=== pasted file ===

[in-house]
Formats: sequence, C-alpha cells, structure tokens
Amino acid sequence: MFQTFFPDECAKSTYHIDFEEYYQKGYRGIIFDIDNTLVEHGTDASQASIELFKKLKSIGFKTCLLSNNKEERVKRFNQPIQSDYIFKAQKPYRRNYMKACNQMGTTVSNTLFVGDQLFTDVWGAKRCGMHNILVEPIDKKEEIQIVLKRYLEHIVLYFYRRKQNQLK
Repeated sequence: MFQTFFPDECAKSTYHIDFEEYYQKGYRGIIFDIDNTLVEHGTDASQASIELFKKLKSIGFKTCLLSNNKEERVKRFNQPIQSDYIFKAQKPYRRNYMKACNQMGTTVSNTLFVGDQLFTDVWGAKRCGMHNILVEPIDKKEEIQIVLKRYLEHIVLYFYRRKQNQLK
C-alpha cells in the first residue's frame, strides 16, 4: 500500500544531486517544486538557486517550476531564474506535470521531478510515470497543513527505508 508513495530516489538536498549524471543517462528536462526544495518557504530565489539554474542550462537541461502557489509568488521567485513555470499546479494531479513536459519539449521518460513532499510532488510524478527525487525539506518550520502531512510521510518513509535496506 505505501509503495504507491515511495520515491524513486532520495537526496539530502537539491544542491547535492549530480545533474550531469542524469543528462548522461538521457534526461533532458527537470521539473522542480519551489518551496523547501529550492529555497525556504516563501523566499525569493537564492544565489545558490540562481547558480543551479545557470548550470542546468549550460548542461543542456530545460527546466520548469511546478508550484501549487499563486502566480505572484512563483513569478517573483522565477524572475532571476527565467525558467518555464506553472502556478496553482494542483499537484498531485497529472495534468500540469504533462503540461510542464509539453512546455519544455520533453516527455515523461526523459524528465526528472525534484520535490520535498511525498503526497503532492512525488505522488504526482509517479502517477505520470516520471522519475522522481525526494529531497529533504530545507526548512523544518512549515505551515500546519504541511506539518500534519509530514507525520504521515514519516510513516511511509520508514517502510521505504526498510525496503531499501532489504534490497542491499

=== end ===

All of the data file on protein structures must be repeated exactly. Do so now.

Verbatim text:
[in-house]
Formats: sequence, C-alpha cells, structure tokens
Amino acid sequence: MFQTFFPDECAKSTYHIDFEEYYQKGYRGIIFDIDNTLVEHGTDASQASIELFKKLKSIGFKTCLLSNNKEERVKRFNQPIQSDYIFKAQKPYRRNYMKACNQMGTTVSNTLFVGDQLFTDVWGAKRCGMHNILVEPIDKKEEIQIVLKRYLEHIVLYFYRRKQNQLK
Repeated sequence: MFQTFFPDECAKSTYHIDFEEYYQKGYRGIIFDIDNTLVEHGTDASQASIELFKKLKSIGFKTCLLSNNKEERVKRFNQPIQSDYIFKAQKPYRRNYMKACNQMGTTVSNTLFVGDQLFTDVWGAKRCGMHNILVEPIDKKEEIQIVLKRYLEHIVLYFYRRKQNQLK
C-alpha cells in the first residue's frame, strides 16, 4: 500500500544531486517544486538557486517550476531564474506535470521531478510515470497543513527505508 508513495530516489538536498549524471543517462528536462526544495518557504530565489539554474542550462537541461502557489509568488521567485513555470499546479494531479513536459519539449521518460513532499510532488510524478527525487525539506518550520502531512510521510518513509535496506 505505501509503495504507491515511495520515491524513486532520495537526496539530502537539491544542491547535492549530480545533474550531469542524469543528462548522461538521457534526461533532458527537470521539473522542480519551489518551496523547501529550492529555497525556504516563501523566499525569493537564492544565489545558490540562481547558480543551479545557470548550470542546468549550460548542461543542456530545460527546466520548469511546478508550484501549487499563486502566480505572484512563483513569478517573483522565477524572475532571476527565467525558467518555464506553472502556478496553482494542483499537484498531485497529472495534468500540469504533462503540461510542464509539453512546455519544455520533453516527455515523461526523459524528465526528472525534484520535490520535498511525498503526497503532492512525488505522488504526482509517479502517477505520470516520471522519475522522481525526494529531497529533504530545507526548512523544518512549515505551515500546519504541511506539518500534519509530514507525520504521515514519516510513516511511509520508514517502510521505504526498510525496503531499501532489504534490497542491499